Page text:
Description (from the IMDb):
A young girl delves into her irrational fear of clowns with the help of her psychiatrist.
Written by Jason Walter Vaile
Directed by Mark Blitch
To be fair, who doesn’t think clowns aren’t at least a little bit creepy? Now, take a clown, make him all demonic looking and splash him with blood, and then it’s pretty much impossible for any living, breathing human being to not have a little fear of it. IN FEAR OF: CLOWNS (aka The Red Balloon) comes out of the gate already being scary. This isn’t In Fear Of: Puppies, or In Fear Of: Mosquitoes (though under the right circumstances, you could make either of those scary too), it’s IFO:C and let’s all be honest, clowns are creepy.
IFO:C is a 21 minute short, which is actually a pilot for a potential show, “In Fear Of” in which each episode would deal with a different phobia. The pilot deals with coulrophobia, one of those fears that gets under most of our skin, at least a little bit (thanks Pennywise!). If you are going to try and pitch a show called In Fear Of, coulrophobia is most definitely a better phobia to begin with than anatidaephobia, arachibutyrophobia, or pentheraphobia. However, since we’re on the subject, may I nominate pupaphobia and paraskavedekatriaphobia for future episodes?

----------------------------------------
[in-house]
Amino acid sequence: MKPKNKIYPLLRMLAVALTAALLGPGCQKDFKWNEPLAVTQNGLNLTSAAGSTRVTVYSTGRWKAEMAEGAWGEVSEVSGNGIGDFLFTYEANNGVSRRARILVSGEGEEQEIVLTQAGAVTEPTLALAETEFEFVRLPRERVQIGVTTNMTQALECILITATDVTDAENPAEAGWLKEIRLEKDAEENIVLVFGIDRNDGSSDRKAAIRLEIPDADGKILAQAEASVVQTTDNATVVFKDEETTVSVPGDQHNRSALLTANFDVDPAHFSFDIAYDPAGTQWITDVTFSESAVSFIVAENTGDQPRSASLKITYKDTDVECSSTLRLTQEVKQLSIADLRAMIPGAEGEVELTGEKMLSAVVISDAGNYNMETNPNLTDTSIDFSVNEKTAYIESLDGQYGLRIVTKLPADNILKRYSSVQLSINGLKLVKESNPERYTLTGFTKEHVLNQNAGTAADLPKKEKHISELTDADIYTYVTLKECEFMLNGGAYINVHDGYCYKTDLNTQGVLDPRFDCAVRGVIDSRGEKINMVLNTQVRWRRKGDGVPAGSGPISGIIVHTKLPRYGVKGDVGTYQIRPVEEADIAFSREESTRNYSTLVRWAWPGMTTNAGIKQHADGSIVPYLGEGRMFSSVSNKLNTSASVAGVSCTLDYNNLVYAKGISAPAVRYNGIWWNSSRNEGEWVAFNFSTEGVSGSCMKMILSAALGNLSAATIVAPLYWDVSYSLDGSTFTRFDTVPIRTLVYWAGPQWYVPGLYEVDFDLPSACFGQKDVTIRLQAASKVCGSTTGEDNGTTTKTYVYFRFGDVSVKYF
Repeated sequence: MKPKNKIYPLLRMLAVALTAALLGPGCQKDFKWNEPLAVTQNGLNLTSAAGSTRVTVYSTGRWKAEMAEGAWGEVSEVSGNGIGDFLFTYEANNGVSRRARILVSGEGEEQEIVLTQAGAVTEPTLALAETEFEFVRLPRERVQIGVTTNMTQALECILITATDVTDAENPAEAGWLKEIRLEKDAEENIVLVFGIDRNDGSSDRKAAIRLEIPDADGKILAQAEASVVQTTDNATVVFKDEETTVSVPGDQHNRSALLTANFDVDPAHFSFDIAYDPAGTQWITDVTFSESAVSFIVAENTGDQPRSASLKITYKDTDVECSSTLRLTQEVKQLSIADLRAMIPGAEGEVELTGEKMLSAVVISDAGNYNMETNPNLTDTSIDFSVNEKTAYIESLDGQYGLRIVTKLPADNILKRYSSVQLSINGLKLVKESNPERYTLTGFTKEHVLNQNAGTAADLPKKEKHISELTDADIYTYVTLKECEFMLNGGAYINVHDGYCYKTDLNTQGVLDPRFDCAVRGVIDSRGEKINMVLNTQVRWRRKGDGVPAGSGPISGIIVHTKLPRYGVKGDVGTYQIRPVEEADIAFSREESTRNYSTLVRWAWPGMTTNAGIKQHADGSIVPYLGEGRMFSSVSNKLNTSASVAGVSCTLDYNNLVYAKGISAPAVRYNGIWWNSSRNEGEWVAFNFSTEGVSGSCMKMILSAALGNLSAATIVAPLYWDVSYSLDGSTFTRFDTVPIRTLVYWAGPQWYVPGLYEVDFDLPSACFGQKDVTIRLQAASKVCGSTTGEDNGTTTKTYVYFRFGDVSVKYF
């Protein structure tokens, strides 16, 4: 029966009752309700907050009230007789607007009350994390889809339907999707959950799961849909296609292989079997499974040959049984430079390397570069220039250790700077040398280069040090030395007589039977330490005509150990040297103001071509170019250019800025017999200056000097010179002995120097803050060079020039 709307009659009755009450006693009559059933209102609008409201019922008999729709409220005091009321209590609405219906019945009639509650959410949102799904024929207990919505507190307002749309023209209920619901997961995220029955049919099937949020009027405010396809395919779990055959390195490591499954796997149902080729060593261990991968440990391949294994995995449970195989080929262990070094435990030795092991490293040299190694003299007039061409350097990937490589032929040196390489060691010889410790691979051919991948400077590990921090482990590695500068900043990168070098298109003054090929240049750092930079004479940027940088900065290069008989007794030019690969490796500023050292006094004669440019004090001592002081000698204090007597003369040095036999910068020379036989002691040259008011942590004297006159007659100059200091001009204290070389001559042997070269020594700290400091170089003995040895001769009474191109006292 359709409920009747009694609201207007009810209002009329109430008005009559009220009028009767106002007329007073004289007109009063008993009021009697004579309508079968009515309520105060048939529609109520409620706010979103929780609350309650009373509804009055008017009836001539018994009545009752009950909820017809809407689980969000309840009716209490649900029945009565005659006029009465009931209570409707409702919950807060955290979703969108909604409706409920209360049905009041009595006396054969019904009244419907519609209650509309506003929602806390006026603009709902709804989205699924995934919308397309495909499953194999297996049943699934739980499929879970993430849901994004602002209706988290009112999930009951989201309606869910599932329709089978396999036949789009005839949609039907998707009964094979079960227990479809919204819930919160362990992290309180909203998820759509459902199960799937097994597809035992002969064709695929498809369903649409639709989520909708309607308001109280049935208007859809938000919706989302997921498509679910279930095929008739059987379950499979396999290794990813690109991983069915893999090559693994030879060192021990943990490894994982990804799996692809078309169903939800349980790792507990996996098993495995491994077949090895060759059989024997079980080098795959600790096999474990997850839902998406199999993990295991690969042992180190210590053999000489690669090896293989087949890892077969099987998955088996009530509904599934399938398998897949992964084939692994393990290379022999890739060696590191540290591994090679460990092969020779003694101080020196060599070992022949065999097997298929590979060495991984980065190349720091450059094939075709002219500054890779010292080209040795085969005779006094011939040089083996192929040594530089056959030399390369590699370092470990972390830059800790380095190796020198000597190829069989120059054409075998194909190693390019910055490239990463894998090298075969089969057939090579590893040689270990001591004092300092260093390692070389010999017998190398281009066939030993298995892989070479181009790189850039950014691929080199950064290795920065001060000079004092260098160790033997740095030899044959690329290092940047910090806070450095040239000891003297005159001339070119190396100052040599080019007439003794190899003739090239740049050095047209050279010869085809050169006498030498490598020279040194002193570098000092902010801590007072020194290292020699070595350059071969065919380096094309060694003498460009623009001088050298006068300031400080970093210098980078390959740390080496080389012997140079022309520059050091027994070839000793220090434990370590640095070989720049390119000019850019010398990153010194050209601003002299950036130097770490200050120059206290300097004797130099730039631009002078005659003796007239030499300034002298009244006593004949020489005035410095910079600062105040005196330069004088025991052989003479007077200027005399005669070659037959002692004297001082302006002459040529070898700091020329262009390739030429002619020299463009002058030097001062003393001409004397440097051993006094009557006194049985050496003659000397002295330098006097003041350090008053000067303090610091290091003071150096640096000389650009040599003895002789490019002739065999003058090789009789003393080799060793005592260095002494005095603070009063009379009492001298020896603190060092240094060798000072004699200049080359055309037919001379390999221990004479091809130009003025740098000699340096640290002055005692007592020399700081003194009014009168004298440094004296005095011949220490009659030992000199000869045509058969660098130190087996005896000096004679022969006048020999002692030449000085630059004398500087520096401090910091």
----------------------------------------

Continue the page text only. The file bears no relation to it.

IFO:C looks the part. Shot on the RED camera, this short could easily be put on any major TV channel tomorrow (though I think Nickelodeon might shy away) and fit in with the rest of the programming. The video quality is amazing, and with that comes well great cinematography and lighting. The dark scenes are dark, the bright scenes are bright, and everything that should be seen is presented in glorious detail. To match the video quality is the audio, which is obviously professionally recorded. IFO:C is a much “slicker” production than many of the films I review here on Ryan’s Reviews, and my guess is that the budget it was working with is much greater; but lots of money does not automatically equal a good movie, there is still a lot of quality craftsmanship on display here.
Both of the leads, Grace Powell as Maggie and Todd Terry as Dr. Payaso (aka Clown in Spanish), put in work on IFO:C. Dr. Payaso is calm, clinical, but yet still concerned on a personal level and lets that emotion peek out from underneath his antiseptic shell. Maggie is pitch perfect, as the teenager who should be dealing with teenager stuff, but instead has this fear (which seems pretty damned warranted, but I’m not going to give anything away) that she has to deal with. Then, of course, there is the Clown, who really doesn’t have to do anything other than look at you with that creepy clown makeup, but still managers to add dread beyond just the visual.
Overall, I really enjoyed IFO:C. It was well shot, well acted, with good makeup and great production quality. There is some to the plot (that I won’t go into here because, again, no spoilers) that I wasn’t super excited about, but all in all this was a great pilot and I would certainly watch the show if I had the ability to!
Overall 7 / 10
IFO:C on the IMDb: http://www.imdb.com/title/tt4257048/
IFO:C is not for sale.
IFO:C site: https://www.facebook.com/Infearoftv/